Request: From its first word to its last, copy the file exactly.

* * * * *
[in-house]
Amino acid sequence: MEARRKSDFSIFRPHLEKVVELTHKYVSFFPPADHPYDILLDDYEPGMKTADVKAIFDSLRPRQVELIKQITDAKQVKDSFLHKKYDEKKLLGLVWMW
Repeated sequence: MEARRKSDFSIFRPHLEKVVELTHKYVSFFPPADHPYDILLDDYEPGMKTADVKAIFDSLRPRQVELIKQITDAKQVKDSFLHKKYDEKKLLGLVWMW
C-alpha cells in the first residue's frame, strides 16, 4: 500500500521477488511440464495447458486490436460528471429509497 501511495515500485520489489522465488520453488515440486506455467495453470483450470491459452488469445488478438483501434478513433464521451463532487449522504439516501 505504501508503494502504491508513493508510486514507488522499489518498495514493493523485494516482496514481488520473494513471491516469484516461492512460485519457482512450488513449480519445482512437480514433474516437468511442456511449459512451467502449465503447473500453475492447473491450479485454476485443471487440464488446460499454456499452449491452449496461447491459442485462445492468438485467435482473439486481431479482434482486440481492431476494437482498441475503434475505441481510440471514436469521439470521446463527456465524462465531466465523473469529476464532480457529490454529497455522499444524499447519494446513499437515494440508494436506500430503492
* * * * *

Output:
[in-house]
Amino acid sequence: MEARRKSDFSIFRPHLEKVVELTHKYVSFFPPADHPYDILLDDYEPGMKTADVKAIFDSLRPRQVELIKQITDAKQVKDSFLHKKYDEKKLLGLVWMW
Repeated sequence: MEARRKSDFSIFRPHLEKVVELTHKYVSFFPPADHPYDILLDDYEPGMKTADVKAIFDSLRPRQVELIKQITDAKQVKDSFLHKKYDEKKLLGLVWMW
C-alpha cells in the first residue's frame, strides 16, 4: 500500500521477488511440464495447458486490436460528471429509497 501511495515500485520489489522465488520453488515440486506455467495453470483450470491459452488469445488478438483501434478513433464521451463532487449522504439516501 505504501508503494502504491508513493508510486514507488522499489518498495514493493523485494516482496514481488520473494513471491516469484516461492512460485519457482512450488513449480519445482512437480514433474516437468511442456511449459512451467502449465503447473500453475492447473491450479485454476485443471487440464488446460499454456499452449491452449496461447491459442485462445492468438485467435482473439486481431479482434482486440481492431476494437482498441475503434475505441481510440471514436469521439470521446463527456465524462465531466465523473469529476464532480457529490454529497455522499444524499447519494446513499437515494440508494436506500430503492